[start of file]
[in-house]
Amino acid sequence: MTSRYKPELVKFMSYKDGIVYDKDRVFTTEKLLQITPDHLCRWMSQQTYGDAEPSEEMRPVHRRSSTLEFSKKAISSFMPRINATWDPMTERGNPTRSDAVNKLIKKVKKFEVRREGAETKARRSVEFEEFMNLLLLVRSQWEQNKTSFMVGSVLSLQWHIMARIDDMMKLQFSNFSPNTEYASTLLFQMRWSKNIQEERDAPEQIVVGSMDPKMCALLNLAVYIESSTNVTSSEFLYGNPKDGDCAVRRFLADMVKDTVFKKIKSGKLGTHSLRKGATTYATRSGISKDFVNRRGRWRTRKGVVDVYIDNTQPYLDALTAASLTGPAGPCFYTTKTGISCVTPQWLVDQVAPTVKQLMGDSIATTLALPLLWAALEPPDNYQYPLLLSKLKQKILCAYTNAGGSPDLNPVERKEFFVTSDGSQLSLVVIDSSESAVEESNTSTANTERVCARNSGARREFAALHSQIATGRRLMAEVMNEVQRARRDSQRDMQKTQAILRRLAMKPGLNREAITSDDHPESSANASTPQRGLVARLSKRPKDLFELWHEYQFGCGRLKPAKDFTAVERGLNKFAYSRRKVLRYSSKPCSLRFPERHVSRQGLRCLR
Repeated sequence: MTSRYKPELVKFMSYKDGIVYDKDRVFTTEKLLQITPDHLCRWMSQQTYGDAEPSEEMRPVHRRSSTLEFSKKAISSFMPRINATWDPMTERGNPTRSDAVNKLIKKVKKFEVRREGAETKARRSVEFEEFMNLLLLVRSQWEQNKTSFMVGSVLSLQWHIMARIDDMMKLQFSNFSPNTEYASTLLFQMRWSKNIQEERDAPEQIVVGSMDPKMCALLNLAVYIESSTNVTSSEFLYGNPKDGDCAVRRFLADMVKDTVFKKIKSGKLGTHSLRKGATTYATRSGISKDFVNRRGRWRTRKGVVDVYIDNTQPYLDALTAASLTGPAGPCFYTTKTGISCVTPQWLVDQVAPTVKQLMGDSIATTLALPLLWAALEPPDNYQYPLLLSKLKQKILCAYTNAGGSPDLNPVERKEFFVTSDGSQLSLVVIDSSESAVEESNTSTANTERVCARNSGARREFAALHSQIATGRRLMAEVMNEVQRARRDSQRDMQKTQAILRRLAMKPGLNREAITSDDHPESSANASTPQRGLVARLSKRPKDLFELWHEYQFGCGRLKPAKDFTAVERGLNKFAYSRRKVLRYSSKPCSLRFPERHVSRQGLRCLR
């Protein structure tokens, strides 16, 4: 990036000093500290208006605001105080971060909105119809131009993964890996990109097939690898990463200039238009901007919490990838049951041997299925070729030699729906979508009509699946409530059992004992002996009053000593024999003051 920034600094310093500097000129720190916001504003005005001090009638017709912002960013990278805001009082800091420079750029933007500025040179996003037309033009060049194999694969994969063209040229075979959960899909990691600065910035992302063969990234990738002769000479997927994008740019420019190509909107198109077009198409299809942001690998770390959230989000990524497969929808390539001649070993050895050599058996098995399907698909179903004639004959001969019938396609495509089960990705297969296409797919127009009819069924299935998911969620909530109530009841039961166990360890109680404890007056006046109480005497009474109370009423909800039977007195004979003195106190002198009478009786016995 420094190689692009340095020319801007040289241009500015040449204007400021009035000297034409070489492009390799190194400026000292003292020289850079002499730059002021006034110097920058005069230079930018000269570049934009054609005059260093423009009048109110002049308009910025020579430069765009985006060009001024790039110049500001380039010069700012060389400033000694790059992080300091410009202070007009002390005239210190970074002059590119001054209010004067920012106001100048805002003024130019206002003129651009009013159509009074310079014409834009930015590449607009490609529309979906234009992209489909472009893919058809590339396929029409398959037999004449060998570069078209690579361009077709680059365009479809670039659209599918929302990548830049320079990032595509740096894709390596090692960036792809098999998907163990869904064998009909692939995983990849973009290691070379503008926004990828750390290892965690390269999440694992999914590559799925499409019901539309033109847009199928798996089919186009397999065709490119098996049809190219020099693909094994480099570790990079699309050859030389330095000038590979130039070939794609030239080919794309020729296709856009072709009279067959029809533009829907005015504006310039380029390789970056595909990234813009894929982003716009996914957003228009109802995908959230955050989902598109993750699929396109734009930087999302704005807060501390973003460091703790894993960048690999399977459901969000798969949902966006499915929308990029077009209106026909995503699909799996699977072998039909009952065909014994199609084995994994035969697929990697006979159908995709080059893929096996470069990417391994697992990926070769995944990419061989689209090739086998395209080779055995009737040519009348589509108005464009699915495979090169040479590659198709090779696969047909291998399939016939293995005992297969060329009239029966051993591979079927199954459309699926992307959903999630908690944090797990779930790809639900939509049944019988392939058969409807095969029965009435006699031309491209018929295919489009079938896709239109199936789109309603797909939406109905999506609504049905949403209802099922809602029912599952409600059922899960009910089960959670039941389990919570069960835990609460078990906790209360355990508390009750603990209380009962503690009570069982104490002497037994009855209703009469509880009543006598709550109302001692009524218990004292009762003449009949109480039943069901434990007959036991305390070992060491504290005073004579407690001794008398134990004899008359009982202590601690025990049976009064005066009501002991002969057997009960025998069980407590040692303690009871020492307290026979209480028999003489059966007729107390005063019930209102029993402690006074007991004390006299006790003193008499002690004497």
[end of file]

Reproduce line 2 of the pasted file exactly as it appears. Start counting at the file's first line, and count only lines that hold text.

Amino acid sequence: MTSRYKPELVKFMSYKDGIVYDKDRVFTTEKLLQITPDHLCRWMSQQTYGDAEPSEEMRPVHRRSSTLEFSKKAISSFMPRINATWDPMTERGNPTRSDAVNKLIKKVKKFEVRREGAETKARRSVEFEEFMNLLLLVRSQWEQNKTSFMVGSVLSLQWHIMARIDDMMKLQFSNFSPNTEYASTLLFQMRWSKNIQEERDAPEQIVVGSMDPKMCALLNLAVYIESSTNVTSSEFLYGNPKDGDCAVRRFLADMVKDTVFKKIKSGKLGTHSLRKGATTYATRSGISKDFVNRRGRWRTRKGVVDVYIDNTQPYLDALTAASLTGPAGPCFYTTKTGISCVTPQWLVDQVAPTVKQLMGDSIATTLALPLLWAALEPPDNYQYPLLLSKLKQKILCAYTNAGGSPDLNPVERKEFFVTSDGSQLSLVVIDSSESAVEESNTSTANTERVCARNSGARREFAALHSQIATGRRLMAEVMNEVQRARRDSQRDMQKTQAILRRLAMKPGLNREAITSDDHPESSANASTPQRGLVARLSKRPKDLFELWHEYQFGCGRLKPAKDFTAVERGLNKFAYSRRKVLRYSSKPCSLRFPERHVSRQGLRCLR